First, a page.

Restoring Coral Reefs
NOAA Restoration Center
NOAA National Ocean Service
The Nature Conservancy Coral Restoration Foundation
Nasa/Goddard Space Flight Center Scientific Visualization Studio
NARRATOR: These beautiful coral reefs are in serious trouble. They are being damaged or destroyed by pollution, disease, climate change, and a large number of ship groundings.
Staghorn and elkhorn coral have become threatened species. These corals are the building blocks of reefs in the Caribbean and Florida Keys.
To address these issues, NOAA and its partners started a coral restoration effort. Using innovative techniques, like underwater coral farming and reattaching broken coral pieces, these projects transplant and restore thousands of coral colonies on damaged reef sites.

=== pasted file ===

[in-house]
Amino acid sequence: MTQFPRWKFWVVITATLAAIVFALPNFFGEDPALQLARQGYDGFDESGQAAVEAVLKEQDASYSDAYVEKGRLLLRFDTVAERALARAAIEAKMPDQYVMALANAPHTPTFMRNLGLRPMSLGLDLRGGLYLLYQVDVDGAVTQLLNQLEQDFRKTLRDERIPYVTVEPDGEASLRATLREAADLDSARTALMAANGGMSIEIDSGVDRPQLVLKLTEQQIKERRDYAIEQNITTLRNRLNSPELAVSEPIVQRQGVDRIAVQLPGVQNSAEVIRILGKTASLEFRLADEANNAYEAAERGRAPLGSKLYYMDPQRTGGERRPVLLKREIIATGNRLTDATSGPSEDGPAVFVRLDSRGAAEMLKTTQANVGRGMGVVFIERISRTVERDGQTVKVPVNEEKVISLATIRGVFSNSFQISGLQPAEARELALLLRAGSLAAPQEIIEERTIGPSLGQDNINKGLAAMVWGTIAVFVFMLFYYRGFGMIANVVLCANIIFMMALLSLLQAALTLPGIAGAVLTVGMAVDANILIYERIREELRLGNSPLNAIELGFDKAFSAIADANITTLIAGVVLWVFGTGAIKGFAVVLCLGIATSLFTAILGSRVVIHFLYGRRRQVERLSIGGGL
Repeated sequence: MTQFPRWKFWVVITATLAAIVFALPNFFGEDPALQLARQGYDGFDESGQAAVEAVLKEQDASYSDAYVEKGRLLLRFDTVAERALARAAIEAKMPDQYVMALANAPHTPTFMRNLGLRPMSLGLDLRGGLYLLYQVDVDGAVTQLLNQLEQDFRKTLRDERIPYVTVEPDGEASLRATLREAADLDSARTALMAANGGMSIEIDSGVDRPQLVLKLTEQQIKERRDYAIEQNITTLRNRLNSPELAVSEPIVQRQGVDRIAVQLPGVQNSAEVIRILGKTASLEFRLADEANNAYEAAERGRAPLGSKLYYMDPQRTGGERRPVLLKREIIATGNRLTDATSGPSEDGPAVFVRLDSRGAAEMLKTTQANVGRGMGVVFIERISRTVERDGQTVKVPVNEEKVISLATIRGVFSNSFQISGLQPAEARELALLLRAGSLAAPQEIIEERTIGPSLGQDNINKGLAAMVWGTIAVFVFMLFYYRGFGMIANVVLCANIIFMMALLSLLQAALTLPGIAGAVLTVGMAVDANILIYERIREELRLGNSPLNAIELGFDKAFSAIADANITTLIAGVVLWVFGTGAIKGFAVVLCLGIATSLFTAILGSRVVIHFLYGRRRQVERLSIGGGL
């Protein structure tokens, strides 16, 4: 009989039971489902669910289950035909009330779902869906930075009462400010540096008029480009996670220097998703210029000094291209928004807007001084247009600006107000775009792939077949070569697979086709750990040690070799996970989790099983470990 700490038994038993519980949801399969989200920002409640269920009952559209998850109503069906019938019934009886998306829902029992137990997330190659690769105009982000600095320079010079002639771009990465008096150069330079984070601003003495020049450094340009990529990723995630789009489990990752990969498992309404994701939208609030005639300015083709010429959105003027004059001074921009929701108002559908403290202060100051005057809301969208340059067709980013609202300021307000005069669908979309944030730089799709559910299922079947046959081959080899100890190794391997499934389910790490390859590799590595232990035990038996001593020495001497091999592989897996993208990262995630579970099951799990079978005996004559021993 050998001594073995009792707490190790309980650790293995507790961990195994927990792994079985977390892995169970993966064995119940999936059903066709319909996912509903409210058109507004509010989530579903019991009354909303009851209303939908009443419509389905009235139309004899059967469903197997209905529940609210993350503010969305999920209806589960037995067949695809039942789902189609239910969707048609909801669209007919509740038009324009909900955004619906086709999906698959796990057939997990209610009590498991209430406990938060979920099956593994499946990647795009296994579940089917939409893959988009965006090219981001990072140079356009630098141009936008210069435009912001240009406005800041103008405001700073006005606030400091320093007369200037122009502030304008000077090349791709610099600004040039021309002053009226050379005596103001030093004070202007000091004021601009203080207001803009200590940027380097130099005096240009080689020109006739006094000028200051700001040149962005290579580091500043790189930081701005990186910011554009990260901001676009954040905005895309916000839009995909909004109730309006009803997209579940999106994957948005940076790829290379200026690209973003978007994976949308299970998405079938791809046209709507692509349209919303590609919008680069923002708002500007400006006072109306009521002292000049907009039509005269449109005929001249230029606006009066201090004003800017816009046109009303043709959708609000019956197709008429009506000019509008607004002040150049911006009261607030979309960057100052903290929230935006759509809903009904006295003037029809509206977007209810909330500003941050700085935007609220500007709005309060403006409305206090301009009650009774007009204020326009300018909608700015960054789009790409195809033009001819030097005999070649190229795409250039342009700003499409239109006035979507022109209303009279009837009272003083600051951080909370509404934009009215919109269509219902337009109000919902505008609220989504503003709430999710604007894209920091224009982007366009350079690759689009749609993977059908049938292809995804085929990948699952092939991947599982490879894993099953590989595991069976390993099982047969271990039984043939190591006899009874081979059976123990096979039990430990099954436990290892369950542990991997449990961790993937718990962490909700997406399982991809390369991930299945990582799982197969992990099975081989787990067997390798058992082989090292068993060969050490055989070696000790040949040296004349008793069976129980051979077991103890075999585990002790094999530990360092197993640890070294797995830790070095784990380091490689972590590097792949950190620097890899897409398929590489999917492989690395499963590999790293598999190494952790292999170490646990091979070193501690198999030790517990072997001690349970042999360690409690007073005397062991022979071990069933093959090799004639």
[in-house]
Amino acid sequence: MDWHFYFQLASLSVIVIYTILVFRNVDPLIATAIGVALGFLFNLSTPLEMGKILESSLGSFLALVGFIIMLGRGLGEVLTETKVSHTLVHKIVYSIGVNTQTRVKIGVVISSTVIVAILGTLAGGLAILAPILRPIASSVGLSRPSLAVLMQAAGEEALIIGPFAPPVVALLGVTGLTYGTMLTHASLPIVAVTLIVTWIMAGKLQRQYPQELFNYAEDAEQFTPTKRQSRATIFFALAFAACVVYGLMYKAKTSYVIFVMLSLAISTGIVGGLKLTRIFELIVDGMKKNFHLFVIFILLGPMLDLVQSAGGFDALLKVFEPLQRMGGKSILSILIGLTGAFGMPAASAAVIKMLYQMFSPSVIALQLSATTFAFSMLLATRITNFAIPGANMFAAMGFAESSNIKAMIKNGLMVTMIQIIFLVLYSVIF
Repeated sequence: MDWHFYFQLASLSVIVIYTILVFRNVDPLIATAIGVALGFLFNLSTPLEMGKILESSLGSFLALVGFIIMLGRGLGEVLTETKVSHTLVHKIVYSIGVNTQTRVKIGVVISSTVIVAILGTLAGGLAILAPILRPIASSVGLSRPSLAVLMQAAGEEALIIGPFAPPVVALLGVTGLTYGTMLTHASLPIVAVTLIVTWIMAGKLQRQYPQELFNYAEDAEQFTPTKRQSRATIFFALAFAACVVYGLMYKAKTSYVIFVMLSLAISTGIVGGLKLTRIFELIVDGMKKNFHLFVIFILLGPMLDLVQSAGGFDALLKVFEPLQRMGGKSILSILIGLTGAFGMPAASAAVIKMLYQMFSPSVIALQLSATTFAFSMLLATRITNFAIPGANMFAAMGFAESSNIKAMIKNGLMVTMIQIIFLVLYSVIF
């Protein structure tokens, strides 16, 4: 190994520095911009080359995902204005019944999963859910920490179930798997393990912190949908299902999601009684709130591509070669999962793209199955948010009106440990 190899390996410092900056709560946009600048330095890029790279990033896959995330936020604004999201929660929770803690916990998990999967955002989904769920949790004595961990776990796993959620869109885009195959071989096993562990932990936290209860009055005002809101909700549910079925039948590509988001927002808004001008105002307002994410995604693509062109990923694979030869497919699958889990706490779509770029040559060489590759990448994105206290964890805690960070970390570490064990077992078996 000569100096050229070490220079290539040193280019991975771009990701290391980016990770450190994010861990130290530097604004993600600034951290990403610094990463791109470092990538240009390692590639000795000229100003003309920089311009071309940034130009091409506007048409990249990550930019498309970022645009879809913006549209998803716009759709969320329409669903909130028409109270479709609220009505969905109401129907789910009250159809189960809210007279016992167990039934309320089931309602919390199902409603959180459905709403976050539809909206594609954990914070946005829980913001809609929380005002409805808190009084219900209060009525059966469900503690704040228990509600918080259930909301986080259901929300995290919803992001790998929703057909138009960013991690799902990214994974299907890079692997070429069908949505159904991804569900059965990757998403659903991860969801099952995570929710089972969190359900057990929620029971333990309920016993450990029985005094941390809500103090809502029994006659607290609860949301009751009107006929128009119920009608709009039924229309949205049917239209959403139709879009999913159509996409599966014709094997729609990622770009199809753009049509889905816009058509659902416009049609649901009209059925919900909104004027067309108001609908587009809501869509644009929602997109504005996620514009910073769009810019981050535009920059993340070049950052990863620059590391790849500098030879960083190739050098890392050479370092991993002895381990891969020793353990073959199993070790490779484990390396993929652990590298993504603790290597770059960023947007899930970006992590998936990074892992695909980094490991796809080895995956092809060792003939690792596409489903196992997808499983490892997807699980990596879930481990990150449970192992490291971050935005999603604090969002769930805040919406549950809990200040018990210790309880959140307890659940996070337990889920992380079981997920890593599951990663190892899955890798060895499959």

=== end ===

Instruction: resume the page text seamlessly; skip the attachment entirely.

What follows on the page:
Trained scuba divers are given special permission to work on the reefs. These divers transplant the new pieces of coral by using cement or epoxy putty. The goal is to restore the coral reef to allow the natural inhabitants a chance to thrive.
Scientists have found that the corals grown in the nurseries are able to reproduce in their new homes. This means staghorn and elkhorn have a chance for a comeback. It also means genetic diversity may be achieved along the reefs -- allowing for stronger and more resilient ecosystems in our ocean.Since healthy coral is a vital part of the ocean environment, restoring reefs brings great benefits to the waters here and around the world.